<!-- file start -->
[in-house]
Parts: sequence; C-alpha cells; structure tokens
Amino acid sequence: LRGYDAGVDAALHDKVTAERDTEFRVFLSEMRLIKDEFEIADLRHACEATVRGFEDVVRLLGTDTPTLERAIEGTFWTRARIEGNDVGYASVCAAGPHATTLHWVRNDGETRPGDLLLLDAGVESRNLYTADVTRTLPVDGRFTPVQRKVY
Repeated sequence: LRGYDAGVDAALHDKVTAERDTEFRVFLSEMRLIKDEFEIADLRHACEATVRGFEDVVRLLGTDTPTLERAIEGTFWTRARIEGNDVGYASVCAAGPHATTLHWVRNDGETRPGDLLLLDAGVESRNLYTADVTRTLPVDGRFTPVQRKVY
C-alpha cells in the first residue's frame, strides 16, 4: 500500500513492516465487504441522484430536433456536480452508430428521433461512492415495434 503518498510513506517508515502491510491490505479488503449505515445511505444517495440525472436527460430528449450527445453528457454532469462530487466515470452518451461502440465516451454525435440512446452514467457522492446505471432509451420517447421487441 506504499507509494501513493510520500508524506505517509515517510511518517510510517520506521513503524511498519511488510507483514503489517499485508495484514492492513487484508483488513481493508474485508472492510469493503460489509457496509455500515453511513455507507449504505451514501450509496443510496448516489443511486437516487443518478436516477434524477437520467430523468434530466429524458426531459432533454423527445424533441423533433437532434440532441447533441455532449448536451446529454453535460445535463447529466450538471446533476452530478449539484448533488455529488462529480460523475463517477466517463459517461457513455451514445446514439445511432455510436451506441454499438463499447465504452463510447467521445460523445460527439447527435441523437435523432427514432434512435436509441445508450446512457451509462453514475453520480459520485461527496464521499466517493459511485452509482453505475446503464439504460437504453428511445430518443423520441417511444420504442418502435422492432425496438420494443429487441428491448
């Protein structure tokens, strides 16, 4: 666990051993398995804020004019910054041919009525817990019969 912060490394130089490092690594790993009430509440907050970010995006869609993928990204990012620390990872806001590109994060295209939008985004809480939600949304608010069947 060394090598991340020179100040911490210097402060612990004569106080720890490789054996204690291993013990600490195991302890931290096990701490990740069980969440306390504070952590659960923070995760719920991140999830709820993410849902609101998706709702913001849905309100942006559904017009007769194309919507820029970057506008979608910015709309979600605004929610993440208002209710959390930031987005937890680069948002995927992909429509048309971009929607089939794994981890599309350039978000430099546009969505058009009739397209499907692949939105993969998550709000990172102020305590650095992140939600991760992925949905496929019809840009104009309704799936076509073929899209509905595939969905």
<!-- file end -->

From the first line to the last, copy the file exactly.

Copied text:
[in-house]
Parts: sequence; C-alpha cells; structure tokens
Amino acid sequence: LRGYDAGVDAALHDKVTAERDTEFRVFLSEMRLIKDEFEIADLRHACEATVRGFEDVVRLLGTDTPTLERAIEGTFWTRARIEGNDVGYASVCAAGPHATTLHWVRNDGETRPGDLLLLDAGVESRNLYTADVTRTLPVDGRFTPVQRKVY
Repeated sequence: LRGYDAGVDAALHDKVTAERDTEFRVFLSEMRLIKDEFEIADLRHACEATVRGFEDVVRLLGTDTPTLERAIEGTFWTRARIEGNDVGYASVCAAGPHATTLHWVRNDGETRPGDLLLLDAGVESRNLYTADVTRTLPVDGRFTPVQRKVY
C-alpha cells in the first residue's frame, strides 16, 4: 500500500513492516465487504441522484430536433456536480452508430428521433461512492415495434 503518498510513506517508515502491510491490505479488503449505515445511505444517495440525472436527460430528449450527445453528457454532469462530487466515470452518451461502440465516451454525435440512446452514467457522492446505471432509451420517447421487441 506504499507509494501513493510520500508524506505517509515517510511518517510510517520506521513503524511498519511488510507483514503489517499485508495484514492492513487484508483488513481493508474485508472492510469493503460489509457496509455500515453511513455507507449504505451514501450509496443510496448516489443511486437516487443518478436516477434524477437520467430523468434530466429524458426531459432533454423527445424533441423533433437532434440532441447533441455532449448536451446529454453535460445535463447529466450538471446533476452530478449539484448533488455529488462529480460523475463517477466517463459517461457513455451514445446514439445511432455510436451506441454499438463499447465504452463510447467521445460523445460527439447527435441523437435523432427514432434512435436509441445508450446512457451509462453514475453520480459520485461527496464521499466517493459511485452509482453505475446503464439504460437504453428511445430518443423520441417511444420504442418502435422492432425496438420494443429487441428491448
């Protein structure tokens, strides 16, 4: 666990051993398995804020004019910054041919009525817990019969 912060490394130089490092690594790993009430509440907050970010995006869609993928990204990012620390990872806001590109994060295209939008985004809480939600949304608010069947 060394090598991340020179100040911490210097402060612990004569106080720890490789054996204690291993013990600490195991302890931290096990701490990740069980969440306390504070952590659960923070995760719920991140999830709820993410849902609101998706709702913001849905309100942006559904017009007769194309919507820029970057506008979608910015709309979600605004929610993440208002209710959390930031987005937890680069948002995927992909429509048309971009929607089939794994981890599309350039978000430099546009969505058009009739397209499907692949939105993969998550709000990172102020305590650095992140939600991760992925949905496929019809840009104009309704799936076509073929899209509905595939969905």